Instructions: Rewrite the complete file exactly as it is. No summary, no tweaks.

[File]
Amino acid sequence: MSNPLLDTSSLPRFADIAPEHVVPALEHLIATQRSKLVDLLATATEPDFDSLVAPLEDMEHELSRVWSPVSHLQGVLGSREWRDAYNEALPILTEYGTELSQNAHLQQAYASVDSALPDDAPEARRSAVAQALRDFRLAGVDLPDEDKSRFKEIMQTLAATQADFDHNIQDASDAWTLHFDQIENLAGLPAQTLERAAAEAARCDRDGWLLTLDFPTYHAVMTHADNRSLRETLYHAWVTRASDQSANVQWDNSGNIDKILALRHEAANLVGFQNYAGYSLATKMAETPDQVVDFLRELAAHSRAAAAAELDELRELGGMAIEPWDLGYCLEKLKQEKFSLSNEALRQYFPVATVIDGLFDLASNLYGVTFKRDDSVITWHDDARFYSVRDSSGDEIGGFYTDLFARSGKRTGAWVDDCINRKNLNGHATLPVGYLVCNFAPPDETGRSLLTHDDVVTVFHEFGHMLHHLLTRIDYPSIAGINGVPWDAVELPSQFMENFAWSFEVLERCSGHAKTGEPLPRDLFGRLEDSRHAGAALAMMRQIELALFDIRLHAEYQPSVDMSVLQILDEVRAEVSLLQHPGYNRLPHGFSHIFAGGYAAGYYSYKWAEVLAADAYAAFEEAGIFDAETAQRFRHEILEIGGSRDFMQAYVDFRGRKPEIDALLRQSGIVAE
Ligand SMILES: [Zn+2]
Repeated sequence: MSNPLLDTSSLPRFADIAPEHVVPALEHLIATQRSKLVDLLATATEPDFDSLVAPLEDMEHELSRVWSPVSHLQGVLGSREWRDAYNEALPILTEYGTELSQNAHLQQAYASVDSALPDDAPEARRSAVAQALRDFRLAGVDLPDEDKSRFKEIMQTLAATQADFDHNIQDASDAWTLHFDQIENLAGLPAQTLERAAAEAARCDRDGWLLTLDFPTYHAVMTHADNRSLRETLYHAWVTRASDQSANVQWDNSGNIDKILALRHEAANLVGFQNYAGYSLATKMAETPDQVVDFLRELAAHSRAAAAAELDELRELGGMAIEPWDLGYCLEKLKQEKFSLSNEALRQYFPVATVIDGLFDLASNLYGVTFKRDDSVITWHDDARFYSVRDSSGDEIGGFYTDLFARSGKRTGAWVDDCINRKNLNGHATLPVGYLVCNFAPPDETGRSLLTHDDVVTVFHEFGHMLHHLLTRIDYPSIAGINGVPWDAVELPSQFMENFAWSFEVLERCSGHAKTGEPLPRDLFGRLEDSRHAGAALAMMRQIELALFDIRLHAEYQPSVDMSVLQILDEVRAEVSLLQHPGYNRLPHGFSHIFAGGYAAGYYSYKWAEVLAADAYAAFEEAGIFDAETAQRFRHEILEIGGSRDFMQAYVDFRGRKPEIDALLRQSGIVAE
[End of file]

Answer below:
Amino acid sequence: MSNPLLDTSSLPRFADIAPEHVVPALEHLIATQRSKLVDLLATATEPDFDSLVAPLEDMEHELSRVWSPVSHLQGVLGSREWRDAYNEALPILTEYGTELSQNAHLQQAYASVDSALPDDAPEARRSAVAQALRDFRLAGVDLPDEDKSRFKEIMQTLAATQADFDHNIQDASDAWTLHFDQIENLAGLPAQTLERAAAEAARCDRDGWLLTLDFPTYHAVMTHADNRSLRETLYHAWVTRASDQSANVQWDNSGNIDKILALRHEAANLVGFQNYAGYSLATKMAETPDQVVDFLRELAAHSRAAAAAELDELRELGGMAIEPWDLGYCLEKLKQEKFSLSNEALRQYFPVATVIDGLFDLASNLYGVTFKRDDSVITWHDDARFYSVRDSSGDEIGGFYTDLFARSGKRTGAWVDDCINRKNLNGHATLPVGYLVCNFAPPDETGRSLLTHDDVVTVFHEFGHMLHHLLTRIDYPSIAGINGVPWDAVELPSQFMENFAWSFEVLERCSGHAKTGEPLPRDLFGRLEDSRHAGAALAMMRQIELALFDIRLHAEYQPSVDMSVLQILDEVRAEVSLLQHPGYNRLPHGFSHIFAGGYAAGYYSYKWAEVLAADAYAAFEEAGIFDAETAQRFRHEILEIGGSRDFMQAYVDFRGRKPEIDALLRQSGIVAE
Ligand SMILES: [Zn+2]
Repeated sequence: MSNPLLDTSSLPRFADIAPEHVVPALEHLIATQRSKLVDLLATATEPDFDSLVAPLEDMEHELSRVWSPVSHLQGVLGSREWRDAYNEALPILTEYGTELSQNAHLQQAYASVDSALPDDAPEARRSAVAQALRDFRLAGVDLPDEDKSRFKEIMQTLAATQADFDHNIQDASDAWTLHFDQIENLAGLPAQTLERAAAEAARCDRDGWLLTLDFPTYHAVMTHADNRSLRETLYHAWVTRASDQSANVQWDNSGNIDKILALRHEAANLVGFQNYAGYSLATKMAETPDQVVDFLRELAAHSRAAAAAELDELRELGGMAIEPWDLGYCLEKLKQEKFSLSNEALRQYFPVATVIDGLFDLASNLYGVTFKRDDSVITWHDDARFYSVRDSSGDEIGGFYTDLFARSGKRTGAWVDDCINRKNLNGHATLPVGYLVCNFAPPDETGRSLLTHDDVVTVFHEFGHMLHHLLTRIDYPSIAGINGVPWDAVELPSQFMENFAWSFEVLERCSGHAKTGEPLPRDLFGRLEDSRHAGAALAMMRQIELALFDIRLHAEYQPSVDMSVLQILDEVRAEVSLLQHPGYNRLPHGFSHIFAGGYAAGYYSYKWAEVLAADAYAAFEEAGIFDAETAQRFRHEILEIGGSRDFMQAYVDFRGRKPEIDALLRQSGIVAE